Moving North London from the end of the last century to the present day. EASY SHIFTWe pride ourselves on being a friendly, efficient, and reliable relocation company that is well established and known within the local community. We love our job and this shows time and time again. Indeed we are often praised for actually making the whole moving experience just that, and an enjoyable affair throughout, when many were expecting the opposite.
The NW (North Western) postcode area, also known as the London NW postcode area, is a group of 13 postcode districts covering around 13,895 live postcodes within part of northwest London, England. It is the successor of the NW sector, originally created as part of the London postal district in 1856.
London postal arrangements were refined in 1917 when all its postcode districts (seven radial which are large and two innermost, much smaller) became publicly sub-divided; these were named after the location of the delivery office in each district. As London is one post town, district names are deprecated, in favour of the post town LONDON to be written/typed.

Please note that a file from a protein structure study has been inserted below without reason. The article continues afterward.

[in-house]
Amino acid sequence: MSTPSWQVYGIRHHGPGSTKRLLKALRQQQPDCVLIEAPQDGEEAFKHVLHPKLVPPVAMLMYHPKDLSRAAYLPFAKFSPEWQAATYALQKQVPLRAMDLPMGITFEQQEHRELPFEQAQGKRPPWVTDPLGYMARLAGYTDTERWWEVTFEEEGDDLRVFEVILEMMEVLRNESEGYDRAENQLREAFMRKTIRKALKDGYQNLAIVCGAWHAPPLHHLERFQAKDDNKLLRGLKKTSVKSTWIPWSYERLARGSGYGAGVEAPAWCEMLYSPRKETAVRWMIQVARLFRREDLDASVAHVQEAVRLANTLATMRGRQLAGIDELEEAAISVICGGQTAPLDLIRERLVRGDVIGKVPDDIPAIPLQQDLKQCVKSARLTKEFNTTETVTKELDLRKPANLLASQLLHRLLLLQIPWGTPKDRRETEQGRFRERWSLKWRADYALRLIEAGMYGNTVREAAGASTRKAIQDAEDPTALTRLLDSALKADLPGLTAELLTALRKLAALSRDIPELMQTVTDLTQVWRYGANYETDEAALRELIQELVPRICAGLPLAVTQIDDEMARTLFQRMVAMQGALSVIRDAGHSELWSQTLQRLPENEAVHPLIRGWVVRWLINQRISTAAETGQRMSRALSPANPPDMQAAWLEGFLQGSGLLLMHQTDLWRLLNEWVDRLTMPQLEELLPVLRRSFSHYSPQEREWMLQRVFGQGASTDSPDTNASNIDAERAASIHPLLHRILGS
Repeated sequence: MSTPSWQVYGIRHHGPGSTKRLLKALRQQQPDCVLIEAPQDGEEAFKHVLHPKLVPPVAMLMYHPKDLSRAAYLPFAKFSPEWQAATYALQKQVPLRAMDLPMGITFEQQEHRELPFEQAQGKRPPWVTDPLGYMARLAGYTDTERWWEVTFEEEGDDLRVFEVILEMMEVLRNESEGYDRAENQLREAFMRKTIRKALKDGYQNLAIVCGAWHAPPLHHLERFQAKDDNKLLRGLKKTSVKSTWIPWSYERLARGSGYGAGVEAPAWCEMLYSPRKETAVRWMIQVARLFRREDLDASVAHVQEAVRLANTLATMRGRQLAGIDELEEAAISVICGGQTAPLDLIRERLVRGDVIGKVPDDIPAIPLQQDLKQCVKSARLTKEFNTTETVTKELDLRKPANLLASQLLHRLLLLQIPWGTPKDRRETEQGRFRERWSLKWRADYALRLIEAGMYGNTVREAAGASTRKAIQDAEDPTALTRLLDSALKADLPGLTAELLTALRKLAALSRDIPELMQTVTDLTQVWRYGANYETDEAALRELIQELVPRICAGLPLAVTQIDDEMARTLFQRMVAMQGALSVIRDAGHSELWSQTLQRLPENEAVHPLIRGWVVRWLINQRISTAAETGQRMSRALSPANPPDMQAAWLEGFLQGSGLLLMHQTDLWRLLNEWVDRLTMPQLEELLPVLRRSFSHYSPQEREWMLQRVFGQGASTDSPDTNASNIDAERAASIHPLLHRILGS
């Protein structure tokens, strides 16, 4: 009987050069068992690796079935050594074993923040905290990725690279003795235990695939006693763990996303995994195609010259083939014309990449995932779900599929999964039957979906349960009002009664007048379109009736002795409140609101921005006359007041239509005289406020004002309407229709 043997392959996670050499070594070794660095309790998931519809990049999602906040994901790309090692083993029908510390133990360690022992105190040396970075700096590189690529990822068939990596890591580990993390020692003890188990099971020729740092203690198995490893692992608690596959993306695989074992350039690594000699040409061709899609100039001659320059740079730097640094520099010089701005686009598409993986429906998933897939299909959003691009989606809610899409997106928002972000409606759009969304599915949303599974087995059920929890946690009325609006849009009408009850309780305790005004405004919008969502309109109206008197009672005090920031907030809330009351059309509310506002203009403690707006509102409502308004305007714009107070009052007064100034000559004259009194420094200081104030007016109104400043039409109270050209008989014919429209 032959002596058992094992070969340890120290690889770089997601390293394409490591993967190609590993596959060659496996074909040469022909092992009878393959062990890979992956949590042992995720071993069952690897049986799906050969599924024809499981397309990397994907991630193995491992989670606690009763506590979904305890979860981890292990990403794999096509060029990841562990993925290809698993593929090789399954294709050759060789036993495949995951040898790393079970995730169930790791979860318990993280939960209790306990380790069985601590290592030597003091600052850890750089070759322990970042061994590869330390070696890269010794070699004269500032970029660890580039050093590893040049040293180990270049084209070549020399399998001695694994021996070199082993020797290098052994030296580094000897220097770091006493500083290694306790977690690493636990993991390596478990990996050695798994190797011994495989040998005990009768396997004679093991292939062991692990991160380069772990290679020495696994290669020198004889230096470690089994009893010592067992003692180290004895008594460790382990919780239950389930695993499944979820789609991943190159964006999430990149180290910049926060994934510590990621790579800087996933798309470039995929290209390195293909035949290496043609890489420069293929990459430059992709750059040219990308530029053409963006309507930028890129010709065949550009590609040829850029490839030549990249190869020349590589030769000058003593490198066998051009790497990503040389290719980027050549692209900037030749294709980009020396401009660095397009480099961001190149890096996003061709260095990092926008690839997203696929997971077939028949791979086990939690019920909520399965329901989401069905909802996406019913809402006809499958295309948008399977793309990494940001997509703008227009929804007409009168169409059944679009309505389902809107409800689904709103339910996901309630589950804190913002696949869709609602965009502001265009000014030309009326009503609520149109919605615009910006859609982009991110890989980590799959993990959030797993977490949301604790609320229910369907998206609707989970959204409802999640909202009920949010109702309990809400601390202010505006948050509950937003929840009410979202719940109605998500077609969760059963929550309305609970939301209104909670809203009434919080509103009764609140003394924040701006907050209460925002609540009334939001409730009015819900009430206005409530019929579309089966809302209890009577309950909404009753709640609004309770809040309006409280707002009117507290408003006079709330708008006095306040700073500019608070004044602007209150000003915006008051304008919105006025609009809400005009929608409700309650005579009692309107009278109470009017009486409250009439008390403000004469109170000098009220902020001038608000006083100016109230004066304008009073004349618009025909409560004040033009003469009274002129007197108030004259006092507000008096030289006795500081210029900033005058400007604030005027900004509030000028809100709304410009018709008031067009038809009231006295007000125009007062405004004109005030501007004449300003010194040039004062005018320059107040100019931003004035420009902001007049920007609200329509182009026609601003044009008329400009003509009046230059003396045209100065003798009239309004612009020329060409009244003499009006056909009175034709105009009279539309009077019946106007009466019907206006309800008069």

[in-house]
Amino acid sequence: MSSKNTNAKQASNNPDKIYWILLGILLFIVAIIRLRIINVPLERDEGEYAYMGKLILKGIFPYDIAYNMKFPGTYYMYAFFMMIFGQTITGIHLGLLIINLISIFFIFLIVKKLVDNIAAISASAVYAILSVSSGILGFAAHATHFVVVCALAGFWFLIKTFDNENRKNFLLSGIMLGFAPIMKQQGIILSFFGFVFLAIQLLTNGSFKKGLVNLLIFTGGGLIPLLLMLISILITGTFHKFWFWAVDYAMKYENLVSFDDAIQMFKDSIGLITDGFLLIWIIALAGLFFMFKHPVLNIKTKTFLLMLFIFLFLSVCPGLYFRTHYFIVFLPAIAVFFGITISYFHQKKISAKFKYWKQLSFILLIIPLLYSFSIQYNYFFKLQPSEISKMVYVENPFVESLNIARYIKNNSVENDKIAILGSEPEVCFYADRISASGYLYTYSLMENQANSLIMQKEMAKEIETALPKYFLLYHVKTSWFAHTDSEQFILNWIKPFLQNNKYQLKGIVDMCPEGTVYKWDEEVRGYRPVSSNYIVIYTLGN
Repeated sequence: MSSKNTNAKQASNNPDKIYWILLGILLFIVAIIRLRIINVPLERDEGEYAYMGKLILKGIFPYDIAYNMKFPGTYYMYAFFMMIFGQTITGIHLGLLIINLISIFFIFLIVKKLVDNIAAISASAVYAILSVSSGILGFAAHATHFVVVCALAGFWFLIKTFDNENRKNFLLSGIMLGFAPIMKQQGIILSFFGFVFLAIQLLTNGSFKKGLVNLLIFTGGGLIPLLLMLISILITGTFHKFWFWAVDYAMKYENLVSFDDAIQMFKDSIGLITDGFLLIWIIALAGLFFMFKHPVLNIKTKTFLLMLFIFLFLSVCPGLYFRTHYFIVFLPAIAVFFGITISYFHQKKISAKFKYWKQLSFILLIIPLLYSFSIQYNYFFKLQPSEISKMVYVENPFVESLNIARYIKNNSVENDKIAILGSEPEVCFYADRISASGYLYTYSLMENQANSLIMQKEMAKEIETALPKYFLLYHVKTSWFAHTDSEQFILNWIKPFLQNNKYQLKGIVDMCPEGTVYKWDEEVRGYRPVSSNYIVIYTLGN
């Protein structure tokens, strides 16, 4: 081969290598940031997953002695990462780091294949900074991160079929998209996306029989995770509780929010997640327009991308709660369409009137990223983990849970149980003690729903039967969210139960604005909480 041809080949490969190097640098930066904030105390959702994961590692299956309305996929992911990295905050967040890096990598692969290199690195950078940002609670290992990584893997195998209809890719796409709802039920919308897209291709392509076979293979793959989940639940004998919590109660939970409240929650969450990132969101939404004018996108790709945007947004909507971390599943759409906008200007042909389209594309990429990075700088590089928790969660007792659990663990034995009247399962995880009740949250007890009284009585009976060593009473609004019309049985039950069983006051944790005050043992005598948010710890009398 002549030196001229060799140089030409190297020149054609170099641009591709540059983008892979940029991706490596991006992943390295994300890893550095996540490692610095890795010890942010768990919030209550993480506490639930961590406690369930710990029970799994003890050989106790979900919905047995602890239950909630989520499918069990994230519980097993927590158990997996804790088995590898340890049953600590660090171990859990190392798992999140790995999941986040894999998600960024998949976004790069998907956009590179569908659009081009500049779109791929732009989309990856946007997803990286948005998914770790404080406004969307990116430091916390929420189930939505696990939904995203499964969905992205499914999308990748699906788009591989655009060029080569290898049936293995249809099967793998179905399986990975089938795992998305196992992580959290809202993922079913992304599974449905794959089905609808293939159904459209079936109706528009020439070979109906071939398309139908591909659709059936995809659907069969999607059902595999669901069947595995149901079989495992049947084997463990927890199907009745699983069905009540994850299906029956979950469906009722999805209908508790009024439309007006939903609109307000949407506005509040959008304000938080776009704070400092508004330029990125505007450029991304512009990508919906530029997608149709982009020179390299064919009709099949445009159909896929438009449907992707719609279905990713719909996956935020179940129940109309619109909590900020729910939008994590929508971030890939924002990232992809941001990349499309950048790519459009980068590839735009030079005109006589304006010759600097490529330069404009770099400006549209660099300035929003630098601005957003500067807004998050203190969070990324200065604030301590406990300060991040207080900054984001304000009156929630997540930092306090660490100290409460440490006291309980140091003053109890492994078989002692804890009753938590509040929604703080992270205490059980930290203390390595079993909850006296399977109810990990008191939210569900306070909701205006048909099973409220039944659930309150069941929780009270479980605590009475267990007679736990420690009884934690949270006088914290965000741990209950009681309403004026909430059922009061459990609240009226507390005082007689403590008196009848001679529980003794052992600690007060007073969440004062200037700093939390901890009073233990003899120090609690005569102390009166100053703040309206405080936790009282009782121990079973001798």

Within each NW postcode district, PO boxes are allocated to a unique postcode sector, except for two districts which use all available sectors for ordinary addresses and therefore have their separate non-geographic districts: NW1W for PO boxes in NW1 and NW26 for PO boxes in NW10.
The approximate coverage of the postcode districts, with the historic postal district names shown in italics:
Postcode district NW1 is central to London, with the NW2–11 postcode districts radiating outwards to the northwest. The boundaries of the area and its numbered districts have changed over time and are the result of the working requirements of Royal Mail. They are not tied to those of the local authority areas served; consequently a locality name might describe varying areas. The postcode area contains large parts of London Boroughs of Barnet, Brent and Camden with small parts of the City of Westminster and those of Ealing, Hammersmith and Fulham, Harrow, Islington and Kensington & Chelsea. The NW7 district is a projection as far as Hertfordshire’s near edge, which it mirrors or emulates briefly near Scratch Wood.
In 2008, the ska band Madness released a single called “NW5”, named after the postal district of the same name.
In 2012, the British author Zadie Smith released a book called NW, named after the postal district of the same name, where the novel is set. The novel was adapted into a 2016 television film by the BBC.
The remainder of northwest Greater London is covered by the HA, UB, part of the EN and a small section of WD.